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The National Weather Service is forecasting widespread freezing temperatures with lows in the 20s and lower 30s beginning Sunday morning and lasting into Wednesday in Napa County. Because of the forecasted winds, those temperatures could drop into the teens. 

The Napa County Office of Emergency Services and Public Health advises residents to dress warmly, stay hydrated, and drive safely during this period. 

Possible impacts from the weather include hypothermia because of exposure or poorly insulated residences; biting cold during breezy conditions; and black ice on roadways.  

Hypothermia is caused by prolonged exposures to very cold temperatures. When this happens, the body begins to lose heat faster than it’s produced. Lengthy exposures will eventually use up the body’s stored energy, which lowers body temperature. 

Victims of hypothermia are often older adults with inadequate food, clothing or heating; babies sleeping in cold bedrooms; and people who remain outdoors for long periods.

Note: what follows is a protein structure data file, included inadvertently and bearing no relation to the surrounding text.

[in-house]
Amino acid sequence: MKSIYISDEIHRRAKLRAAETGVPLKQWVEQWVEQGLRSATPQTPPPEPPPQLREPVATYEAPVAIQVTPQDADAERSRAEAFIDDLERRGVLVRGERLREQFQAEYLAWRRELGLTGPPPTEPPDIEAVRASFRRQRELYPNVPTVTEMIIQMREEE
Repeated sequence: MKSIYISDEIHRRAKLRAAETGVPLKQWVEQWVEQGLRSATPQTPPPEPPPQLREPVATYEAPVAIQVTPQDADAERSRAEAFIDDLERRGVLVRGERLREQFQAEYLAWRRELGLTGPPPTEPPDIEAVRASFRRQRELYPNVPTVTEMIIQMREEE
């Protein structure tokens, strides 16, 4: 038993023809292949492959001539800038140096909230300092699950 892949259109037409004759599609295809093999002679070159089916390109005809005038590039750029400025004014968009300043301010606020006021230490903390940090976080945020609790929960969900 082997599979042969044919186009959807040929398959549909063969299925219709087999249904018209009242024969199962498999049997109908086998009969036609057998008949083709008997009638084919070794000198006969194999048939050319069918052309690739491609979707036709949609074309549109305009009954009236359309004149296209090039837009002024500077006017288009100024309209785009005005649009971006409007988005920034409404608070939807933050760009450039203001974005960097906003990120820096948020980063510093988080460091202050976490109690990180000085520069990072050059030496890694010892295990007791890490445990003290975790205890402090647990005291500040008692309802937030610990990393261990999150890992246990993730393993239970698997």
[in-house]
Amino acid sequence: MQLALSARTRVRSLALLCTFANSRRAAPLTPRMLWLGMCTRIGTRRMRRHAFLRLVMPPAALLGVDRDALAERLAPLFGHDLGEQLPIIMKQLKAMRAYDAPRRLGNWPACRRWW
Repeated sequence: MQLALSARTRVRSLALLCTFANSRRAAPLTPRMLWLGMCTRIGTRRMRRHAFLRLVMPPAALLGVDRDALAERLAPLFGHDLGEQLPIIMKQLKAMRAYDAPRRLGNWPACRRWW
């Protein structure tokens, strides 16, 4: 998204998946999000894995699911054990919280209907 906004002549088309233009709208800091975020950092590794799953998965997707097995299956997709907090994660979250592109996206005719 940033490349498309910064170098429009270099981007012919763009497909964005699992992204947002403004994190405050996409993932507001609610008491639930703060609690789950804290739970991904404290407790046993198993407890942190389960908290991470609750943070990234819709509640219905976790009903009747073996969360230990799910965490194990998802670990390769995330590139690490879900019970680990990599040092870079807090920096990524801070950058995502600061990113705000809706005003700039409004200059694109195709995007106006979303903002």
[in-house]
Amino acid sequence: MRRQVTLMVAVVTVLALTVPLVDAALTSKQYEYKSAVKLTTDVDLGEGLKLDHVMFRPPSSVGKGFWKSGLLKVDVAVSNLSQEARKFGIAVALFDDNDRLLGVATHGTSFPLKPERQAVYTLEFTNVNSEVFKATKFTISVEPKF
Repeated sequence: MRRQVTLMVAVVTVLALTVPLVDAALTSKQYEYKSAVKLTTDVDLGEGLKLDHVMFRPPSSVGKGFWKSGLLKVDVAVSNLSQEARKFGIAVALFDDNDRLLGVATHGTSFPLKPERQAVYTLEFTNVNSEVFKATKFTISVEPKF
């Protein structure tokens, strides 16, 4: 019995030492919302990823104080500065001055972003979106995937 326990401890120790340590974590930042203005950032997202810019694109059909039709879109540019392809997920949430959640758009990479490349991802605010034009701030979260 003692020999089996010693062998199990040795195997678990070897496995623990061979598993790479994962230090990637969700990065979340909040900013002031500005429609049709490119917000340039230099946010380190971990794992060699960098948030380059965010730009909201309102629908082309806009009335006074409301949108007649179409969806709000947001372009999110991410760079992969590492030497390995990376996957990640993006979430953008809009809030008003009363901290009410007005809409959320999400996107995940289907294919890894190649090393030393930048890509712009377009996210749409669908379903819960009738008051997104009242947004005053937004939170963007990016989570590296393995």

The Napa County Health and Human Services Agency is temporarily increasing homeless shelter capacity Sunday through at least Wednesday night. Clients need to check in at the Hope Center, located at 1301 Fourth St., or connect with outreach workers for an available bed.

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Napa County Office of Emergency Services and Public Health advises residents to check in on neighbors and older adults during these extreme weather conditions. Signs of hypothermia include shivering, confusion, fumbling hands, memory loss, slurred speech, drowsiness, and bright red and cold skin. If you notice any of these signs, take the person’s temperature. If it is below 95°F, get medical attention immediately. 

If you are using fire to warm up, make sure your space heaters, fireplaces, and portable generators are working properly to avoid carbon monoxide poisoning or other injuries. Also consider wrapping your exposed water pipes with insulation or blankets to protect them from freezing. 

The Napa County Animal Shelter and Adoption Center advises pet owners to bring their furry friends inside, even in the garage. Have some extra blankets to keep them warm, or put clothing on the animals, including covering the paws to ward off possible freezer burn from the cold ground.